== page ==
The UC Berkeley science building has converted into a COVID-19 test processing centre in a matter of days, with researchers hoping to do more than thousands of coronavirus testings per day in the East Bay.
The Innovative Genomics Institute founded by Jennifer Doudna who is a co-developer of gene-editing technology CRISPR houses robots that will be used to analyze samples from the medical centres and return the results with 12-24 hours. This initiative is set to begin analyzing samples from the Tang Center of UC Berkeley by the end of the week and the researchers are hoping to expand the effort to other clinics in the region.
Doudna said in a statement that they have set in place a robotic pipeline for processing thousands of coronavirus tests per day, with a pipeline to manage and returning it to clinicians. Setting up this process in a couple of weeks which otherwise would take months to years, is an extraordinary work that has been done before.
The initiative is launching as the reports abound of delays and shortages in the COVID-19 testing at every point across the United States. Berkeley doesn’t know the number of people who have been tested for novel coronavirus because labs were only asked to report positive results until a recent order.
The IGI will also use the same technique called RT-PCR which detects the viral RNA in test samples.
After the closure of labs in UC Berkeley and virus began spreading in the area, many researchers were hoping to apply their expertise to the local mitigation effort. Around 800 professionals, graduate students and community members volunteered to help out with this effort.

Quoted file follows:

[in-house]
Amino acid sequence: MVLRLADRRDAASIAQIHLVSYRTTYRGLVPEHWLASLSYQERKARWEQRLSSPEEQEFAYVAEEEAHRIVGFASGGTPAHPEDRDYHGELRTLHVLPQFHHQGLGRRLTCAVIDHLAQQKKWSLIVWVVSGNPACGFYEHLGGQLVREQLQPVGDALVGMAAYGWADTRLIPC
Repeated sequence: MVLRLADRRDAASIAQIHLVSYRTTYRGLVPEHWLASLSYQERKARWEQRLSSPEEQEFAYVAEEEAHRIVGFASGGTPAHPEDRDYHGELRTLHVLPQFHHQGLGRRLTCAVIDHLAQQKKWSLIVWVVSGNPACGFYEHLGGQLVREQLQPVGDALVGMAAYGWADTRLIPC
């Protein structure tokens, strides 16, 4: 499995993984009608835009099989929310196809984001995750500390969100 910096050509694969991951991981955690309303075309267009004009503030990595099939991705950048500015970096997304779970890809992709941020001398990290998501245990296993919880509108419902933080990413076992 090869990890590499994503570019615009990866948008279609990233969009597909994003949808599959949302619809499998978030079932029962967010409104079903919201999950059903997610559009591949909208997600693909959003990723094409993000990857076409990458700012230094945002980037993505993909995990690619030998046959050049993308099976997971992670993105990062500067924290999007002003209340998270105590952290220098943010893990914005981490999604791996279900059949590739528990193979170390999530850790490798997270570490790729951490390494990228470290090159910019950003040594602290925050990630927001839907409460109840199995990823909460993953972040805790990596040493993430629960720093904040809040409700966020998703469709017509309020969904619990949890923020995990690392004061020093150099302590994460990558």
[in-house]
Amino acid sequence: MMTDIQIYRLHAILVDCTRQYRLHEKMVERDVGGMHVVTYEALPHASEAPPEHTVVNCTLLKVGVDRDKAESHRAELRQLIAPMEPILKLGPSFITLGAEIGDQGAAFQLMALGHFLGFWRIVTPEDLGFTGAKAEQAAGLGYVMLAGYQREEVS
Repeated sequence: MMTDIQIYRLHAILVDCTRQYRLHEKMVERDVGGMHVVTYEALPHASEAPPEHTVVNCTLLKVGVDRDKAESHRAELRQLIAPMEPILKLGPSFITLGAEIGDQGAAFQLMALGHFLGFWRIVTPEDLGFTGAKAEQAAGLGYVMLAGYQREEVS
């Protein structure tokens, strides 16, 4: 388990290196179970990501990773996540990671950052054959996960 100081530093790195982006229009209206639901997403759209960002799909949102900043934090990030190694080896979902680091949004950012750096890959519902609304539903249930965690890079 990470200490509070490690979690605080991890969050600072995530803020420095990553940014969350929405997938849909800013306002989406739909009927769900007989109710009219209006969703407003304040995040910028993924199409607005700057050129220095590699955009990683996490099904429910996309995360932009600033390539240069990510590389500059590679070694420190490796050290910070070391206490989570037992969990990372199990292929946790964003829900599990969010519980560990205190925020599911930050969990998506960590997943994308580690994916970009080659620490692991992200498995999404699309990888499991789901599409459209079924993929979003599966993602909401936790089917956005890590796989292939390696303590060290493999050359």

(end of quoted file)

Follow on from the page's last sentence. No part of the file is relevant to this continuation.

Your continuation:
A postdoctoral researcher, Jenny Hamilton sad that around 30 individuals’ mostly postdoctoral researchers and PhD students are currently being trained for overseeing the process and to ‘babysit the robots’. The volunteers were selected for their skill set and experience dealing with unsafe materials.
One of the PhD students who asked not be named said that she was concerned this front-line work must be done by volunteers instead of the initiative paying the experienced and skilled researchers.
Although IGI will receive testing samples after their collection at the clinic, the initiative will also supply swabs and tubes need to conduct testing to Tang and other medical centres, aiming to increase their testing capacity.
Hamilton said that there is a shortage of critical items these days and scientists have spent the last week and seeking out products from the distributors around the globe. They asked healthcare professionals if they are willing to use slight different products and they were eager to accept any testing materials. They are working to secure the supply chain as everything is limiting in this crisis.
According to the IGI statement, revised guidelines from the health authorities and the emergency declaration by Gov. Gavin Newsom also permitted the approval for this initiative.
The Berkeley researchers are currently working with the Chan Zuckerberg Biohub and UC San Francisco on the sample processing work. The initiative was inspired by similar work that is being done at the University of Washington.
This effort is also getting underway as the Berkeley Lab reported its first employee who tested positive for COVID-19. The lab stressed cases are likely to occur across all workplaces and there is no indication that he acquired the virus while at work.
Hamilton said that there will be only a few workers at a given time in the IGI lab, practising social distancing all the time. She said that she is more concerned about someone catching the virus at Berkeley Bowl than she is about anyone being exposed from one of the samples.